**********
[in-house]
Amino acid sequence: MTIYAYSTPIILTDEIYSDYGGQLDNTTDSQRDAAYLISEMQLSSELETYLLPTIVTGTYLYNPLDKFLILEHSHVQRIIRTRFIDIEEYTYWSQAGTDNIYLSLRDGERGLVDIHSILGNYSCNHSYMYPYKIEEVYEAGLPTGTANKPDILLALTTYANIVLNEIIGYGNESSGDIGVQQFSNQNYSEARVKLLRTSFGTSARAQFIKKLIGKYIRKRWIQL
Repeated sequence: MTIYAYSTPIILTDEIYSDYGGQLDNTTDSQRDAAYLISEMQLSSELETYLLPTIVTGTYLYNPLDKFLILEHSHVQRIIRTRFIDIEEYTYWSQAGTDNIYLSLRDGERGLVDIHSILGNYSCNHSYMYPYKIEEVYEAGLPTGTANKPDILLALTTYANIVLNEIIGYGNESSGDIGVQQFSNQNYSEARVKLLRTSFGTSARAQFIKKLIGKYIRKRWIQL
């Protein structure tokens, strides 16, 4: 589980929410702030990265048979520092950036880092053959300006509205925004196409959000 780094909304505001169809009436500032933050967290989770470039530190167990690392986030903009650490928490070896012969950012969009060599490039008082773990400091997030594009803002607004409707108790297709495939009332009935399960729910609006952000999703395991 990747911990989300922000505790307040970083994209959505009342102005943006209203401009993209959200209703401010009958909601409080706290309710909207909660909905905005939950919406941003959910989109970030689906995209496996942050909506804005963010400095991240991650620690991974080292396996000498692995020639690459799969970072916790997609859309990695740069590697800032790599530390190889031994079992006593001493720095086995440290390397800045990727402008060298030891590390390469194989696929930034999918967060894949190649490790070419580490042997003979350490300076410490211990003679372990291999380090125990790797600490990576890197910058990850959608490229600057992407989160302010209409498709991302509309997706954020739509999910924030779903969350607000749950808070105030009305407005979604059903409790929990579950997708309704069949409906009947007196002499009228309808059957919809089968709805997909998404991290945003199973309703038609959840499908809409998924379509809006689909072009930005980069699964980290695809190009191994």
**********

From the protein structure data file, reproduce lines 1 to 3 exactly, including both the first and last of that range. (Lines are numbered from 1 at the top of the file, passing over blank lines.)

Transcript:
[in-house]
Amino acid sequence: MTIYAYSTPIILTDEIYSDYGGQLDNTTDSQRDAAYLISEMQLSSELETYLLPTIVTGTYLYNPLDKFLILEHSHVQRIIRTRFIDIEEYTYWSQAGTDNIYLSLRDGERGLVDIHSILGNYSCNHSYMYPYKIEEVYEAGLPTGTANKPDILLALTTYANIVLNEIIGYGNESSGDIGVQQFSNQNYSEARVKLLRTSFGTSARAQFIKKLIGKYIRKRWIQL
Repeated sequence: MTIYAYSTPIILTDEIYSDYGGQLDNTTDSQRDAAYLISEMQLSSELETYLLPTIVTGTYLYNPLDKFLILEHSHVQRIIRTRFIDIEEYTYWSQAGTDNIYLSLRDGERGLVDIHSILGNYSCNHSYMYPYKIEEVYEAGLPTGTANKPDILLALTTYANIVLNEIIGYGNESSGDIGVQQFSNQNYSEARVKLLRTSFGTSARAQFIKKLIGKYIRKRWIQL